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Solar Activity Watch 2011

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posted on Oct, 27 2011 @ 08:21 PM
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reply to post by lasertaglover
 


Beautiful! Too many trees here
and cloudy! Thanks for the share!




posted on Oct, 28 2011 @ 04:07 AM
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Shameless plug but it's related. I compliled a little bit of info about solar viewing here....
www.abovetopsecret.com...



posted on Oct, 31 2011 @ 03:36 PM
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reply to post by pazcat
 

Interesting thread, thanks for the link.



posted on Oct, 31 2011 @ 08:10 PM
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reply to post by intergalactic fire
 


No problem, I thought it'd be of interest to some people at least.



posted on Nov, 1 2011 @ 03:53 AM
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reply to post by pazcat
 

Of course

You presented good information, interesting read.

One day i will get me one of these Coronado scopes. They are pricey but the quality is amazing.
Those binoculars are nice to. Never heard of it before.

Link to thread i made on a solar tsunami
www.abovetopsecret.com...



posted on Nov, 1 2011 @ 06:30 PM
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This might be worth watching....

"SOLAR ACTIVITY IN THE OFFING: A big sunspot is emerging over the sun's NE limb. Yesterday it unleashed an M1-class solar flare (SDO movie) and hurled a coronal mass ejection into space. Geoeffective solar activity could increase in the days ahead as the sun's rotation turns the sunspot toward Earth."

spaceweather.com...



posted on Nov, 2 2011 @ 06:40 PM
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reply to post by lasertaglover
 


Thanks,
This can be an interesting sunspot for sure.
It still has a beta configuration according to noaa, but that will change in the coming days.
From the last images i saw, the region contains different big spots and mixing polarities.
I think this region could produce some big M and X class flares.
Keep an eye on that one!

edit: It just produced an M4.3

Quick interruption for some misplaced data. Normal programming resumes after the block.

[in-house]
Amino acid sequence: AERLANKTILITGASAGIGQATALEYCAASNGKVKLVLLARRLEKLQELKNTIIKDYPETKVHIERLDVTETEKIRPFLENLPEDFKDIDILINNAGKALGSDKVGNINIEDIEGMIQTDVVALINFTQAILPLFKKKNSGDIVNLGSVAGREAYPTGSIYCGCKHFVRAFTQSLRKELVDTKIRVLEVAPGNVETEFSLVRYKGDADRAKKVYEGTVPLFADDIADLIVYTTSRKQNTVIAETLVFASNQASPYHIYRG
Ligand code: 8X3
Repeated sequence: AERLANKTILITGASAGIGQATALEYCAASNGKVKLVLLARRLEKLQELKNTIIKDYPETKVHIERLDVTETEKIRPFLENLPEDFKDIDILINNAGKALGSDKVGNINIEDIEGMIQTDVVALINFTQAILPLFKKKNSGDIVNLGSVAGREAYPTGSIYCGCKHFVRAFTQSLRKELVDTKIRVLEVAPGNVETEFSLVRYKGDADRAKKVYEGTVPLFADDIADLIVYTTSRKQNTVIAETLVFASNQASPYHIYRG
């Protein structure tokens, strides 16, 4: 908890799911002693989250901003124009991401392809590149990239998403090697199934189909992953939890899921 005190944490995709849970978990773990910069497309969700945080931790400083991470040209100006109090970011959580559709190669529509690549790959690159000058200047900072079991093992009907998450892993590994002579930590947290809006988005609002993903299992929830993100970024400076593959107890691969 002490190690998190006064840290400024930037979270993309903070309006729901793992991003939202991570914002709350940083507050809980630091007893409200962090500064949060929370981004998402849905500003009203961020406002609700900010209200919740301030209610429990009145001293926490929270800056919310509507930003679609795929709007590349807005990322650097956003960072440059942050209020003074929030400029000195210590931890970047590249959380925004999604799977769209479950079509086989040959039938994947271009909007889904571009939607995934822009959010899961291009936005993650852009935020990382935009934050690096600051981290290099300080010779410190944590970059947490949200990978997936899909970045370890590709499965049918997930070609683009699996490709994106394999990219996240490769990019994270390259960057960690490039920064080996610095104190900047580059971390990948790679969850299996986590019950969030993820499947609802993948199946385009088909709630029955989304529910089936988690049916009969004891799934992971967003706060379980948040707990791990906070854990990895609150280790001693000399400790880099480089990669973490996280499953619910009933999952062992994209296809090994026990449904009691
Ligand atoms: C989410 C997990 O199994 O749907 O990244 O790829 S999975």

www.swpc.noaa.gov...
www.solarham.com...
edit on 2-11-2011 by intergalactic fire because: (no reason given)



posted on Nov, 2 2011 @ 06:48 PM
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Update from solen.info

Region 11339 has rotated fully into view revealing what is easily the largest area of any region during cycle 24.
This FKC region spans about 17 degrees longitudinally with nearly continuous penumbral coverage (more than 2000 mills).
There is a significant magnetic delta structure in the central southern part of the region and apparently a few smaller deltas elsewhere in the region. This region has the potential to release very large flares (class X10+).



posted on Nov, 3 2011 @ 01:37 PM
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reply to post by intergalactic fire
 


It's a biggie:

"Measuring some 40,000 km wide and at least twice that in length..."
spaceweather.com...

and

1339 N18E63 111 0560 Dkc 08 04 Beta-Gamma
www.swpc.noaa.gov...

Time to rock and roll!




posted on Nov, 3 2011 @ 03:42 PM
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Hmmmm....I didnt think we would be rocking and rolling just two hours later lol!

Looks like an incoming X class flare.

www.swpc.noaa.gov...

Also for reference, there is a thread just started on it:

www.abovetopsecret.com...



posted on Nov, 3 2011 @ 04:06 PM
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I would expect more large flares soon,
after all there is a potential for an X10+.